“I’ve got to stop being such a loser,” my daughter, then a precocious 7-year old wailed.
Alarmed, I few into motherly action. “You are NOT a loser. Who told you that?” I demanded, doubtless scrambling to gather my pitchfork and torch in anticipation of paying a midnight visit to the offender.
“Mom, I lose things all the time,” my precocious child answered matter-of-factly. “I AM a loser.”
True, we were on the tail end of an episode focusing on the recovery of a shoe, a handbook, and possibly a patch-adorned vest so she could attend her weekly AWANA club meeting. And, I was forced to concede, many of our waking hours were invested in response to All Points Bulletins for runaway papers, borrowed literature, and stray accessories.
Many years have passed and my daughter has blossomed into a beautiful young woman. She’s a smart, witty, up-and-coming baker making plans for culinary school and—you guessed it, she’s still a loser. Which is why I wasn’t surprised in the least when she came downstairs a few mornings ago, shuffling through stacks of dining room detritus, sighing heavily.
“Have you seen my red folder with the chef’s hat logo?” The Baker asked, casually.
I hadn’t, at least not in the three weeks that had passed since we received the folder during a visit to the Culinary Institution behind the chef’s hat logo. I told her as much, and went back to my work, figuring it would all pass.
Rather than passing, the search intensified. Couches were overturned. Bookcases were scoured. There was talk of some sort of deadline. And my usually stoic daughter’s demeanor was crumbling faster than a shortcake cookie in a toddler’s fist.
It seems the red chef-logo folder contained The Only Existing Copy of her only reference letter, and Someone at the School of the Red Chef Logo was waiting for it with the kind of expectation typically reserved for a sheet of chocolate chip cookies about to pop out of a hot oven.
Now, we all know that once a Missing Item has been out there for more than hour, it’s assumed rubbish; clearly, it’s been thrown away. No matter how unlikely, it’s our Universal Go-to Explanation for All Things Lost. Why, we once had a queen sized blue striped sheet go missing right from the couch where a family member was recovering from a virus, never to be seen again. We assume it’s decomposing nicely in a landfill upstate, although we’ve yet to come up with a working model for how the sheet even fit in a household trash can. But I digress. Suffice it to say, we took the search outside to recycling bin—the trash can equivalent for all pulp based products. Emptied only on a bi-weekly basis, the recycling bin represented the last bastion of hope.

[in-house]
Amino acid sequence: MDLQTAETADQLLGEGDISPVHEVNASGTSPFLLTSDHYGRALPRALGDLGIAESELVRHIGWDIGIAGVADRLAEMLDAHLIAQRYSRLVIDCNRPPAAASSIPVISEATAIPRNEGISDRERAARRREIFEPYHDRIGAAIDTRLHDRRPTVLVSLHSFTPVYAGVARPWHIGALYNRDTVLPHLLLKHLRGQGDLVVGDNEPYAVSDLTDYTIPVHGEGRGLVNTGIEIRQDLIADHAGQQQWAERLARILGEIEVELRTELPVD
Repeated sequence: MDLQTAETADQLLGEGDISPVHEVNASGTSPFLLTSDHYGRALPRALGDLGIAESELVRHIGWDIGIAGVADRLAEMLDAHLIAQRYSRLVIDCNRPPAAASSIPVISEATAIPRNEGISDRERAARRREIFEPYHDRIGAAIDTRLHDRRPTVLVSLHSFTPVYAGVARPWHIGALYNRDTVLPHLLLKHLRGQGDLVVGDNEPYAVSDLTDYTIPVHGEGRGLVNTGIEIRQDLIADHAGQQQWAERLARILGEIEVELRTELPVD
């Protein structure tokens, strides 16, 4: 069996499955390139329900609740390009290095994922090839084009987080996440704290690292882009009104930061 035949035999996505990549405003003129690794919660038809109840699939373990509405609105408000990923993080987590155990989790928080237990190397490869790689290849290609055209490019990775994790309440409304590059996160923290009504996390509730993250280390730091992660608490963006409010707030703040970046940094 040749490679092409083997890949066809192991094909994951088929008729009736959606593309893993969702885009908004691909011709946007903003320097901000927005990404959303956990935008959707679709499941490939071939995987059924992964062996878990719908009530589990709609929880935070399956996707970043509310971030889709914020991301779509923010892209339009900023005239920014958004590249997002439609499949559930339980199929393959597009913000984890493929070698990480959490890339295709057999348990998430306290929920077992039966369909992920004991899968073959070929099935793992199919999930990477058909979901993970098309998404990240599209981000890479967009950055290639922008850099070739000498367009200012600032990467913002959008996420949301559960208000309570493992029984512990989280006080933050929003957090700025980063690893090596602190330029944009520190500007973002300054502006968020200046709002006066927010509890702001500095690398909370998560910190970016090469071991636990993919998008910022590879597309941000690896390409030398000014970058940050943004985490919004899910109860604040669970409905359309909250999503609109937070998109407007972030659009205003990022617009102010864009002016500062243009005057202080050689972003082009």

“So do we just go ‘Burbs on the can?” I asked my daughter, in reference to the Tom Hanks movie we’d watched the previous evening wherein Hanks and his neighbors descended upon a garbage truck, tossing trash into the street in search of evidence verifying their suspicion that their creepy neighbors disposed of a corpse.
“Yep,” The Baker answered, tossing handfuls of paper, crushed cans, and plastic jugs onto the sidewalk.
“Not a finger, not a nose,” she mumbled, quoting a disappointed member of Hank’s empty-handed search committee.
A la the film, my daughter suggested we leave the trash on the sidewalk to compost, but we dutifully picked it up and went back indoors.
The Baker shuffled back upstairs, and I scoured my brain for any unturned baking stone. Just as I was about to declare the case as cold as a cup of vichyssoise, The Baker bounded down the stairs.
“It was in the onion!” she exulted.
I pictured the folder nestling just beneath the papery, translucent skins of a very large onion she’d ferreted away in a remote outpost of her disorganized bedroom, and I’m not ashamed to admit that for a moment this somehow made sense.
It only follows that she loses the things with which she spends the most time—and, Baker that she is, it’s not at all uncommon for us to be on Collective Watch for, well, ingredients. We’ve had lively hunts for lost ginger root, searches for wayward spices, and spent a memorable evening hot on the trail of an errant Asian pear.
Indeed, the only detail that gave me pause was just how the ridged folder managed to stay completely concealed within the layers of the spherical bulb. The Baker detected the confusion as soon as it crossed my countenance.
“Oh, not the onion, Mom, The Onion,” she clarified, referencing the witty periodical of the same name as America’s favorite pantry staple. “I picked one up at the newsstand the day we visited the school. “
Of course! That made sense, too. Sounds just like something the loser would do.